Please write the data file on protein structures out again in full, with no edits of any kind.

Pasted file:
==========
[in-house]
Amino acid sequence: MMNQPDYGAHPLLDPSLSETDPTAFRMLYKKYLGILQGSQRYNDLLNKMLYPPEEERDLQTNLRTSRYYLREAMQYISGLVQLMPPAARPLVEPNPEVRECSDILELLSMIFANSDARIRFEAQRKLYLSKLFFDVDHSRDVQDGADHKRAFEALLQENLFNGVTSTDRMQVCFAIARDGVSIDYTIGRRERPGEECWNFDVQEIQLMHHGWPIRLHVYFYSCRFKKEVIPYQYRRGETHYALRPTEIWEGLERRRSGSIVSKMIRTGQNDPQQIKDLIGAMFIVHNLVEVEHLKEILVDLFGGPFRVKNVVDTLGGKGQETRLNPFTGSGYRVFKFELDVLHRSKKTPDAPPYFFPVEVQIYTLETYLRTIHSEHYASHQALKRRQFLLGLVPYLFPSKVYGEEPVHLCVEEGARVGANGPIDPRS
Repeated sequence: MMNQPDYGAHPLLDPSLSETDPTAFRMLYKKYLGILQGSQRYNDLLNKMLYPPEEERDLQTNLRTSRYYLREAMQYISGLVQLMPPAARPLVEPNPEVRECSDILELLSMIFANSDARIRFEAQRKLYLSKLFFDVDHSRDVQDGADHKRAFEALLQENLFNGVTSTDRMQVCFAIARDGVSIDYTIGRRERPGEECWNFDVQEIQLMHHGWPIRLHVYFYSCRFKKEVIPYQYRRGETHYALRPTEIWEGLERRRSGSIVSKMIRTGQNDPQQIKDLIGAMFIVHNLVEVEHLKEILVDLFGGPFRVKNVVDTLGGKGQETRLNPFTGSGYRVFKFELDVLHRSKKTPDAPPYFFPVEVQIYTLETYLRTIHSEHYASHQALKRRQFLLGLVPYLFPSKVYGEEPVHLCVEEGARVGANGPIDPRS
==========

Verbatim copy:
[in-house]
Amino acid sequence: MMNQPDYGAHPLLDPSLSETDPTAFRMLYKKYLGILQGSQRYNDLLNKMLYPPEEERDLQTNLRTSRYYLREAMQYISGLVQLMPPAARPLVEPNPEVRECSDILELLSMIFANSDARIRFEAQRKLYLSKLFFDVDHSRDVQDGADHKRAFEALLQENLFNGVTSTDRMQVCFAIARDGVSIDYTIGRRERPGEECWNFDVQEIQLMHHGWPIRLHVYFYSCRFKKEVIPYQYRRGETHYALRPTEIWEGLERRRSGSIVSKMIRTGQNDPQQIKDLIGAMFIVHNLVEVEHLKEILVDLFGGPFRVKNVVDTLGGKGQETRLNPFTGSGYRVFKFELDVLHRSKKTPDAPPYFFPVEVQIYTLETYLRTIHSEHYASHQALKRRQFLLGLVPYLFPSKVYGEEPVHLCVEEGARVGANGPIDPRS
Repeated sequence: MMNQPDYGAHPLLDPSLSETDPTAFRMLYKKYLGILQGSQRYNDLLNKMLYPPEEERDLQTNLRTSRYYLREAMQYISGLVQLMPPAARPLVEPNPEVRECSDILELLSMIFANSDARIRFEAQRKLYLSKLFFDVDHSRDVQDGADHKRAFEALLQENLFNGVTSTDRMQVCFAIARDGVSIDYTIGRRERPGEECWNFDVQEIQLMHHGWPIRLHVYFYSCRFKKEVIPYQYRRGETHYALRPTEIWEGLERRRSGSIVSKMIRTGQNDPQQIKDLIGAMFIVHNLVEVEHLKEILVDLFGGPFRVKNVVDTLGGKGQETRLNPFTGSGYRVFKFELDVLHRSKKTPDAPPYFFPVEVQIYTLETYLRTIHSEHYASHQALKRRQFLLGLVPYLFPSKVYGEEPVHLCVEEGARVGANGPIDPRS